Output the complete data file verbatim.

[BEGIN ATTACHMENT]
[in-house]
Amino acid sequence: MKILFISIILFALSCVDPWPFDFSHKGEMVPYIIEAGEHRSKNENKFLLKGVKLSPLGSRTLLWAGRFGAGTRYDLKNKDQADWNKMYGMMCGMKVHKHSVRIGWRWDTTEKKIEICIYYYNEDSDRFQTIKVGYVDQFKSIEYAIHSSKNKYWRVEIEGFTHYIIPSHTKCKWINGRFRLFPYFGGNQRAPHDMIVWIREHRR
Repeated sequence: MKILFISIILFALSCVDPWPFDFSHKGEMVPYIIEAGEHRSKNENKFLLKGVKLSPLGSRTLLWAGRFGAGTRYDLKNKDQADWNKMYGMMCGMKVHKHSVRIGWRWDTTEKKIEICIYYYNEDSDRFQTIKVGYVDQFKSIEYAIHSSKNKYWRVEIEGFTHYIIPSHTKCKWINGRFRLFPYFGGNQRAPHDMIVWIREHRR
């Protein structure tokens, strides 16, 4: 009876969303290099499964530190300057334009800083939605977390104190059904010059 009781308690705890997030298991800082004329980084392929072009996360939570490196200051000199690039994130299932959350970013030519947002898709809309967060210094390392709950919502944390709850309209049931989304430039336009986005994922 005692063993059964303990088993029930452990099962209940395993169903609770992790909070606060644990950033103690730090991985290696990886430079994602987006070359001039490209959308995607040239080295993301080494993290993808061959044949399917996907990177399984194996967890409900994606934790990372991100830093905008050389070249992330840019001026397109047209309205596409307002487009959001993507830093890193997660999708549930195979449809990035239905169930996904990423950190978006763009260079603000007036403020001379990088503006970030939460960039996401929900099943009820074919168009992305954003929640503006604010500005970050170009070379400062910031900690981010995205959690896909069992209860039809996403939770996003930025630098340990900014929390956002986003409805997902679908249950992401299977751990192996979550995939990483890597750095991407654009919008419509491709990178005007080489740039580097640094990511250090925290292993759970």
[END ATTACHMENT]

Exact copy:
[in-house]
Amino acid sequence: MKILFISIILFALSCVDPWPFDFSHKGEMVPYIIEAGEHRSKNENKFLLKGVKLSPLGSRTLLWAGRFGAGTRYDLKNKDQADWNKMYGMMCGMKVHKHSVRIGWRWDTTEKKIEICIYYYNEDSDRFQTIKVGYVDQFKSIEYAIHSSKNKYWRVEIEGFTHYIIPSHTKCKWINGRFRLFPYFGGNQRAPHDMIVWIREHRR
Repeated sequence: MKILFISIILFALSCVDPWPFDFSHKGEMVPYIIEAGEHRSKNENKFLLKGVKLSPLGSRTLLWAGRFGAGTRYDLKNKDQADWNKMYGMMCGMKVHKHSVRIGWRWDTTEKKIEICIYYYNEDSDRFQTIKVGYVDQFKSIEYAIHSSKNKYWRVEIEGFTHYIIPSHTKCKWINGRFRLFPYFGGNQRAPHDMIVWIREHRR
């Protein structure tokens, strides 16, 4: 009876969303290099499964530190300057334009800083939605977390104190059904010059 009781308690705890997030298991800082004329980084392929072009996360939570490196200051000199690039994130299932959350970013030519947002898709809309967060210094390392709950919502944390709850309209049931989304430039336009986005994922 005692063993059964303990088993029930452990099962209940395993169903609770992790909070606060644990950033103690730090991985290696990886430079994602987006070359001039490209959308995607040239080295993301080494993290993808061959044949399917996907990177399984194996967890409900994606934790990372991100830093905008050389070249992330840019001026397109047209309205596409307002487009959001993507830093890193997660999708549930195979449809990035239905169930996904990423950190978006763009260079603000007036403020001379990088503006970030939460960039996401929900099943009820074919168009992305954003929640503006604010500005970050170009070379400062910031900690981010995205959690896909069992209860039809996403939770996003930025630098340990900014929390956002986003409805997902679908249950992401299977751990192996979550995939990483890597750095991407654009919008419509491709990178005007080489740039580097640094990511250090925290292993759970």